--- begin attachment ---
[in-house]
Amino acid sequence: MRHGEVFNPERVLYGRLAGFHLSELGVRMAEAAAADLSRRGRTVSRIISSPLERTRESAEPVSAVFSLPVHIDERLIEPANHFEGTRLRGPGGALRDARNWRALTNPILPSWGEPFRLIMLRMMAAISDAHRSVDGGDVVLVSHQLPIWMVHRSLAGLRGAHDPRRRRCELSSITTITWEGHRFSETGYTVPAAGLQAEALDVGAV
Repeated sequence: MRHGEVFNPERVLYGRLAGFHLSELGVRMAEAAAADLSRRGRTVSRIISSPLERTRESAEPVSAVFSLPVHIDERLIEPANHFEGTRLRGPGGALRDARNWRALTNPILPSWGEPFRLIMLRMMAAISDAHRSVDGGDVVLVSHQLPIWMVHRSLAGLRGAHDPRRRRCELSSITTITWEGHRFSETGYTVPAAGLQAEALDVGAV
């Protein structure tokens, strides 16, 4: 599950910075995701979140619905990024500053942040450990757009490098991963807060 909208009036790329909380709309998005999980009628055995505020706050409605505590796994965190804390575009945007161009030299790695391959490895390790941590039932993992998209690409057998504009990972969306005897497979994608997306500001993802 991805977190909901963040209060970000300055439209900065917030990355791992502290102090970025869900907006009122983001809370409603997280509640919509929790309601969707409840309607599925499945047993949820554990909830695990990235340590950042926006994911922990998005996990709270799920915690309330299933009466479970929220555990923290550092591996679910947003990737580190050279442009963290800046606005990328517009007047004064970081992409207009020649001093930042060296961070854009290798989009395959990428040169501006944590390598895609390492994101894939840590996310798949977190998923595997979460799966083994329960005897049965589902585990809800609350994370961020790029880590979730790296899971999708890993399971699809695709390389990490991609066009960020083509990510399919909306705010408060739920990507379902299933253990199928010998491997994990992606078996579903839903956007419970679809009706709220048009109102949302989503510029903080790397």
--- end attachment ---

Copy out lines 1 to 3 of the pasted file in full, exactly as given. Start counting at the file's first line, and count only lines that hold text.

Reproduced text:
[in-house]
Amino acid sequence: MRHGEVFNPERVLYGRLAGFHLSELGVRMAEAAAADLSRRGRTVSRIISSPLERTRESAEPVSAVFSLPVHIDERLIEPANHFEGTRLRGPGGALRDARNWRALTNPILPSWGEPFRLIMLRMMAAISDAHRSVDGGDVVLVSHQLPIWMVHRSLAGLRGAHDPRRRRCELSSITTITWEGHRFSETGYTVPAAGLQAEALDVGAV
Repeated sequence: MRHGEVFNPERVLYGRLAGFHLSELGVRMAEAAAADLSRRGRTVSRIISSPLERTRESAEPVSAVFSLPVHIDERLIEPANHFEGTRLRGPGGALRDARNWRALTNPILPSWGEPFRLIMLRMMAAISDAHRSVDGGDVVLVSHQLPIWMVHRSLAGLRGAHDPRRRRCELSSITTITWEGHRFSETGYTVPAAGLQAEALDVGAV